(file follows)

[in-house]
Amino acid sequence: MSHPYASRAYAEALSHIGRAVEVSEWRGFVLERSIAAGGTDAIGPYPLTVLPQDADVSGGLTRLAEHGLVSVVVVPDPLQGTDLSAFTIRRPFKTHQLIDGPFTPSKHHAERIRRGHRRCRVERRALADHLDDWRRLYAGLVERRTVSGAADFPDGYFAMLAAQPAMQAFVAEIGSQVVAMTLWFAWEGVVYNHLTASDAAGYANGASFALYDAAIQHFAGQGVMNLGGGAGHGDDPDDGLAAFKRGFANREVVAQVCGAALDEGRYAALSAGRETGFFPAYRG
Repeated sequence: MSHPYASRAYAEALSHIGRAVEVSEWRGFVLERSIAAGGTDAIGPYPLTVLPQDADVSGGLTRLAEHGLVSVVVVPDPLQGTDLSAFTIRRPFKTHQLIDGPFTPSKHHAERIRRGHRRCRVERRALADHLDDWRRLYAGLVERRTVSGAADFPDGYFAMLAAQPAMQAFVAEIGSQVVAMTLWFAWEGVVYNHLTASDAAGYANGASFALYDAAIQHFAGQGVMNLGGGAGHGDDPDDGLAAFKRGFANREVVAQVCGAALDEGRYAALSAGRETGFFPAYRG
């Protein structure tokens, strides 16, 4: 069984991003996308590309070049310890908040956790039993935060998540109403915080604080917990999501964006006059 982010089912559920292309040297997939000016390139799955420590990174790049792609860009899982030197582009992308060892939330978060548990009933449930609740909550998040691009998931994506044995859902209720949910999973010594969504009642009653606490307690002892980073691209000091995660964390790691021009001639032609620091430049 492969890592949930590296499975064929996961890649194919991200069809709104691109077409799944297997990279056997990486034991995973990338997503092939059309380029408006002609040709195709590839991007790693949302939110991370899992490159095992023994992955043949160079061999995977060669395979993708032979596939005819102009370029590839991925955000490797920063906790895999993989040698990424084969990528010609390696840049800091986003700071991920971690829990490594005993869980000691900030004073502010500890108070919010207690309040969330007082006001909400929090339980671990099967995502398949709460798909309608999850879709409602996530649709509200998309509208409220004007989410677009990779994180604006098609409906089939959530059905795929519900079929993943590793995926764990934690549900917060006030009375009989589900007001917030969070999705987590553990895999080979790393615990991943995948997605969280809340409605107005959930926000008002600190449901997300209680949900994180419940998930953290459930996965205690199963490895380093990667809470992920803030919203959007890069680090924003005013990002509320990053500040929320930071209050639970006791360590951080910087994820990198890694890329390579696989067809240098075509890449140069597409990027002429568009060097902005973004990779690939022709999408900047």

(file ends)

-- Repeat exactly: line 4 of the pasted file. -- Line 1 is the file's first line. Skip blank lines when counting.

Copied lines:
């Protein structure tokens, strides 16, 4: 069984991003996308590309070049310890908040956790039993935060998540109403915080604080917990999501964006006059 982010089912559920292309040297997939000016390139799955420590990174790049792609860009899982030197582009992308060892939330978060548990009933449930609740909550998040691009998931994506044995859902209720949910999973010594969504009642009653606490307690002892980073691209000091995660964390790691021009001639032609620091430049 492969890592949930590296499975064929996961890649194919991200069809709104691109077409799944297997990279056997990486034991995973990338997503092939059309380029408006002609040709195709590839991007790693949302939110991370899992490159095992023994992955043949160079061999995977060669395979993708032979596939005819102009370029590839991925955000490797920063906790895999993989040698990424084969990528010609390696840049800091986003700071991920971690829990490594005993869980000691900030004073502010500890108070919010207690309040969330007082006001909400929090339980671990099967995502398949709460798909309608999850879709409602996530649709509200998309509208409220004007989410677009990779994180604006098609409906089939959530059905795929519900079929993943590793995926764990934690549900917060006030009375009989589900007001917030969070999705987590553990895999080979790393615990991943995948997605969280809340409605107005959930926000008002600190449901997300209680949900994180419940998930953290459930996965205690199963490895380093990667809470992920803030919203959007890069680090924003005013990002509320990053500040929320930071209050639970006791360590951080910087994820990198890694890329390579696989067809240098075509890449140069597409990027002429568009060097902005973004990779690939022709999408900047």